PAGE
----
How to Annoy and Alienate Colleagues in 11 Easy Steps!
Quirky personalities are more-or-less a fact of life in the classical music profession. For non-musicians and students, it can almost seem like a dirty secret when the dramas behind-the-scenes are discovered.
A prevailing thought among spectators is that because music is performed so harmoniously, professional musicians must all get along like peas in a pod. On the surface this seems like a very logical assumption.
Yet, some musicians – especially those unaccustomed to or sheltered from social morays and business norms – exhibit a fair amount of temperamental and odd behaviors that in any other work environment would have serious repercussions.
In that vein we have a deeply-jaded, professional French horn player named Archibald K. Noodlefish.
Here are some “tips” on how to make the best of a bad attitude.
from the venerable Archibald K. Noodlefish
1.) Play with a smart-phone.
Let’s be honest – rehearsals are boring!
How can one possibly expect to pay attention for that long and stay on task? Most of the stuff being said does not relate to me personally, so I might as well zone out and get some Facebook time.
2.) Complain about everything.
Life is one constant disappointment after another and I like to remind everyone around me about that fact.
My opinion is fair and honest and people need to hear it. Some might say that I have a negative attitude, but I would like to think that I am just being truthful.
3.) Empty tuning slides with passionate rage.
So what if yanking out my slides sounds like coins dropping into a tin bucket?
What is the problem with blowing condensation out with hurricane force? Who cares if I spin my horn around like a drunken acrobat?
I must get that water out and sometimes it needs to happen quickly – at any cost. It’s an occupational hazard really and some people simply do not understand what I have to go through to get this done.
4.) Socialize during rehearsals.
I have important things to say and catching up to do with my buddies. So what if I giggle and goof around when the conductor is rehearsing the strings? They should just have a string sectional and let me go home.
5.) Be a “Don Juan.”
Life is short and I need to get all the romance and attention I deserve.
Dating other musicians in the group I work with makes things much easier. If it eventually doesn’t work out, I will just move on to someone else and try that out for a while.
What harm is there in that?
6.) Show immediate appreciation after every solo entrance a colleague executes correctly.
It is important to support my colleagues when they get something right and they need to know that I support them. Telling them in person afterward is just too much effort; there is not enough time during work to do that.
Shuffling feet, thrusting out a leg or making kiss-kiss noises are all good options worth exploring. Of course if they mess up I will not shuffle or signal any kind of approval.
That would be silly and disrespectful!
In any case I am fairly sure that the sudden void of praise will go completely unnoticed. Besides, I will just make up for it next time with an even bigger acknowledgment.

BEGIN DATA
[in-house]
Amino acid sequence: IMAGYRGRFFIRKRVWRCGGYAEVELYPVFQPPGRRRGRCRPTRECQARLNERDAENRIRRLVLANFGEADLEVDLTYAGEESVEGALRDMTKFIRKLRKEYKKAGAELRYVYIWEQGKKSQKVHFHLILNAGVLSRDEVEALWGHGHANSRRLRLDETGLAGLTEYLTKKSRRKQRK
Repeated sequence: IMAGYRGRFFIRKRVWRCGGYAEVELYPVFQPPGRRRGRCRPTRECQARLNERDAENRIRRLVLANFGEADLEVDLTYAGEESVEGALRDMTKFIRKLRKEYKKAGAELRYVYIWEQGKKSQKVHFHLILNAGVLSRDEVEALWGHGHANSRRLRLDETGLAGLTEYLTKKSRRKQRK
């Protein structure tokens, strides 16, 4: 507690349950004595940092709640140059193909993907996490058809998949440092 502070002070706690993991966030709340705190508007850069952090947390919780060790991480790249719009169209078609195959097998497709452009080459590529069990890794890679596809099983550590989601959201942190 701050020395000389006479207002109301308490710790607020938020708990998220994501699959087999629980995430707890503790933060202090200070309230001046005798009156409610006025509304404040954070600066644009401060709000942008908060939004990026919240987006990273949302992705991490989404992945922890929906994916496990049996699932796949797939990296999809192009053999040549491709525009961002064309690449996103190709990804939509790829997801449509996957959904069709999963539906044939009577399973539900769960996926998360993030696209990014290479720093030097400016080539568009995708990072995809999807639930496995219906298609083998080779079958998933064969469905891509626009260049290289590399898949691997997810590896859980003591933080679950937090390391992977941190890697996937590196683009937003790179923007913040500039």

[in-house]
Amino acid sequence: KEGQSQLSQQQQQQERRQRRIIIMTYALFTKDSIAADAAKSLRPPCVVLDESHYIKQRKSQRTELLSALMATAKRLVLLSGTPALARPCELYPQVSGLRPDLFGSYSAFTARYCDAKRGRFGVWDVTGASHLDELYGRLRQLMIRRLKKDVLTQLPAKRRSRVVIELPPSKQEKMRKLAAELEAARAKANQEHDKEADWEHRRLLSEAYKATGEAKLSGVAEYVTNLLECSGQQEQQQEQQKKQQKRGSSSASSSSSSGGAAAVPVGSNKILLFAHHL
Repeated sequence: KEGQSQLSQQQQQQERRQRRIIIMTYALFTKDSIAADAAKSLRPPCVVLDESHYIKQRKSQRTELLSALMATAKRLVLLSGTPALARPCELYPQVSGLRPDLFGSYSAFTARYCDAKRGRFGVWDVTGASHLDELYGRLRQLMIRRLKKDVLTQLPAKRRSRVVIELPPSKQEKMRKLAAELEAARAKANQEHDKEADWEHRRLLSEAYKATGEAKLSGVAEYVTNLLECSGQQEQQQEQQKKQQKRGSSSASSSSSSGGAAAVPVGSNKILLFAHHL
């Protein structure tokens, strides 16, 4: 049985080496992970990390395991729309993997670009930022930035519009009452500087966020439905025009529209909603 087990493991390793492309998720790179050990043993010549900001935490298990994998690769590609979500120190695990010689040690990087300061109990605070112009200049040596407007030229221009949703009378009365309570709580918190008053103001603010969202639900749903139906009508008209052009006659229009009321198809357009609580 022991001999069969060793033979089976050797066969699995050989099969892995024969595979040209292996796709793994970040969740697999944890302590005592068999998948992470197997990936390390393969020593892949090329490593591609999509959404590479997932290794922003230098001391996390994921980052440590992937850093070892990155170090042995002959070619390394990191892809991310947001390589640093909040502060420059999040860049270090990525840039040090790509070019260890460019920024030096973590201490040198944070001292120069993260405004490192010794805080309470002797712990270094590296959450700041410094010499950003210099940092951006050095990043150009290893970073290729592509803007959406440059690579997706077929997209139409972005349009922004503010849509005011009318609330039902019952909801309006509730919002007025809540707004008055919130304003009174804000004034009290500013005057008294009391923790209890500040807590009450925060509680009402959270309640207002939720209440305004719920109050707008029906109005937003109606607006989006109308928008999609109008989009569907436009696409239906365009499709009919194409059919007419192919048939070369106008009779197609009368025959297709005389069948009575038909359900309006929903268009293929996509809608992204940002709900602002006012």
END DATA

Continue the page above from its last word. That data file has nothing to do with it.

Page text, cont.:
Maybe I should wave a flag or shoot off fireworks?
7.) Avoid eye contact with the boss.
I can see the Maestro just fine in my peripheral vision. The guy is a bit leery of me anyway so I might as well take advantage of his insecurity and ignore his attempts to control me. That dirty bastard…
8.) Bark commands. Give dirty looks.
Rehearsals are done in a rush! Who has time for manners and politeness?
I take it personally when mistakes are made. If someone around me is doing something wrong I let them know right away and in as few words as possible in order to save time.
Sometimes a facial expression alone – one that looks like I just tasted cow manure and accidentally saw my parents having sex – lets people know that I disapprove.
Also, do not underestimate the power of sarcastic eye rolls and loud, exasperated sighs filled with bitter angst. Oh my goodness, those are precious art forms in themselves!
(He chuckles to himself for a moment, then gets serious.)
If the recipient of my feedback cannot handle an intense appreciation for rehearsal efficiency that is their problem, not mine. They just need to get a thicker skin and toughen up.
9.) Play a little louder and a little longer than everyone else.
I create dulcet tones and lovely art when I play. It is imperative that everyone hears and appreciates my Art.
Need I say more?
10.) Park your chair in someone’s line of sight.
I absolutely need to see the Maestro and sometimes I need to move my chair around to get the best view.
The people behind me are not important and I do not need to acknowledge their presence or their need to see the conductor. They can adjust their chairs around me.
11.) Avoid saying things like hello, how are you?, good morning or good-bye.
I see my colleagues every day – sometimes two or three times! They are not going anywhere, so I might as well take advantage of this and spend that time warming-up or playing with my smart-phone.
Besides, I dislike most of those people anyway!
Warmest wishes for a successful and memory-filled career,